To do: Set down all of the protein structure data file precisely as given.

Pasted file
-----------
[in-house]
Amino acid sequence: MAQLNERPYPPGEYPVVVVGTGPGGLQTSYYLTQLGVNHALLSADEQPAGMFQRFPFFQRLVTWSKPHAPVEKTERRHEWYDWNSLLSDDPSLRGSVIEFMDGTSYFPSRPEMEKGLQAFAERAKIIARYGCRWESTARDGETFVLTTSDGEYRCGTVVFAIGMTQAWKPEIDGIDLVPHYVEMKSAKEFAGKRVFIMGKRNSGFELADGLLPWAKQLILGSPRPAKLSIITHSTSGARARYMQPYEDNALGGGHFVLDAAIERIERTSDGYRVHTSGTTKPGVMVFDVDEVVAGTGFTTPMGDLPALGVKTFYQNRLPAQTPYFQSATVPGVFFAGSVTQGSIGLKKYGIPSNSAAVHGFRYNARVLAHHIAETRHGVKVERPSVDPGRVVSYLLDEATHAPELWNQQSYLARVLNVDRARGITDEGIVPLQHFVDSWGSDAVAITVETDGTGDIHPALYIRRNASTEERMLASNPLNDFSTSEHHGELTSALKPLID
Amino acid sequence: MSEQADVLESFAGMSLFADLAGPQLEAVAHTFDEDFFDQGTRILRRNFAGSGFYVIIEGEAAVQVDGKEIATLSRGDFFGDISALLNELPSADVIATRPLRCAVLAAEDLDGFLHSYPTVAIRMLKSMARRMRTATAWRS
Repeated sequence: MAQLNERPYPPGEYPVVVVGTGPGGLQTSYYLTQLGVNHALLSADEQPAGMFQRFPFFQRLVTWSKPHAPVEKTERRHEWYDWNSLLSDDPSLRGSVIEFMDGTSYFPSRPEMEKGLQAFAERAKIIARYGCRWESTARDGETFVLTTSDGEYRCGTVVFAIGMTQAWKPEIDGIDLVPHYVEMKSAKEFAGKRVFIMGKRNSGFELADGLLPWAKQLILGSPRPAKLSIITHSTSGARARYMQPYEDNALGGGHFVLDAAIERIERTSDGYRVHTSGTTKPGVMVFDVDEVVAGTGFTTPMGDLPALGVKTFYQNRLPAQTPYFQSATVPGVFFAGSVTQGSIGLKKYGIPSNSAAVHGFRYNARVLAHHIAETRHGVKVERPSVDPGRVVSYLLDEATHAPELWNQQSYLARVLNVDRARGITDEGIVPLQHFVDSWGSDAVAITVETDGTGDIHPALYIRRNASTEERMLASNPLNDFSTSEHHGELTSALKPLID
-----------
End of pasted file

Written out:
[in-house]
Amino acid sequence: MAQLNERPYPPGEYPVVVVGTGPGGLQTSYYLTQLGVNHALLSADEQPAGMFQRFPFFQRLVTWSKPHAPVEKTERRHEWYDWNSLLSDDPSLRGSVIEFMDGTSYFPSRPEMEKGLQAFAERAKIIARYGCRWESTARDGETFVLTTSDGEYRCGTVVFAIGMTQAWKPEIDGIDLVPHYVEMKSAKEFAGKRVFIMGKRNSGFELADGLLPWAKQLILGSPRPAKLSIITHSTSGARARYMQPYEDNALGGGHFVLDAAIERIERTSDGYRVHTSGTTKPGVMVFDVDEVVAGTGFTTPMGDLPALGVKTFYQNRLPAQTPYFQSATVPGVFFAGSVTQGSIGLKKYGIPSNSAAVHGFRYNARVLAHHIAETRHGVKVERPSVDPGRVVSYLLDEATHAPELWNQQSYLARVLNVDRARGITDEGIVPLQHFVDSWGSDAVAITVETDGTGDIHPALYIRRNASTEERMLASNPLNDFSTSEHHGELTSALKPLID
Amino acid sequence: MSEQADVLESFAGMSLFADLAGPQLEAVAHTFDEDFFDQGTRILRRNFAGSGFYVIIEGEAAVQVDGKEIATLSRGDFFGDISALLNELPSADVIATRPLRCAVLAAEDLDGFLHSYPTVAIRMLKSMARRMRTATAWRS
Repeated sequence: MAQLNERPYPPGEYPVVVVGTGPGGLQTSYYLTQLGVNHALLSADEQPAGMFQRFPFFQRLVTWSKPHAPVEKTERRHEWYDWNSLLSDDPSLRGSVIEFMDGTSYFPSRPEMEKGLQAFAERAKIIARYGCRWESTARDGETFVLTTSDGEYRCGTVVFAIGMTQAWKPEIDGIDLVPHYVEMKSAKEFAGKRVFIMGKRNSGFELADGLLPWAKQLILGSPRPAKLSIITHSTSGARARYMQPYEDNALGGGHFVLDAAIERIERTSDGYRVHTSGTTKPGVMVFDVDEVVAGTGFTTPMGDLPALGVKTFYQNRLPAQTPYFQSATVPGVFFAGSVTQGSIGLKKYGIPSNSAAVHGFRYNARVLAHHIAETRHGVKVERPSVDPGRVVSYLLDEATHAPELWNQQSYLARVLNVDRARGITDEGIVPLQHFVDSWGSDAVAITVETDGTGDIHPALYIRRNASTEERMLASNPLNDFSTSEHHGELTSALKPLID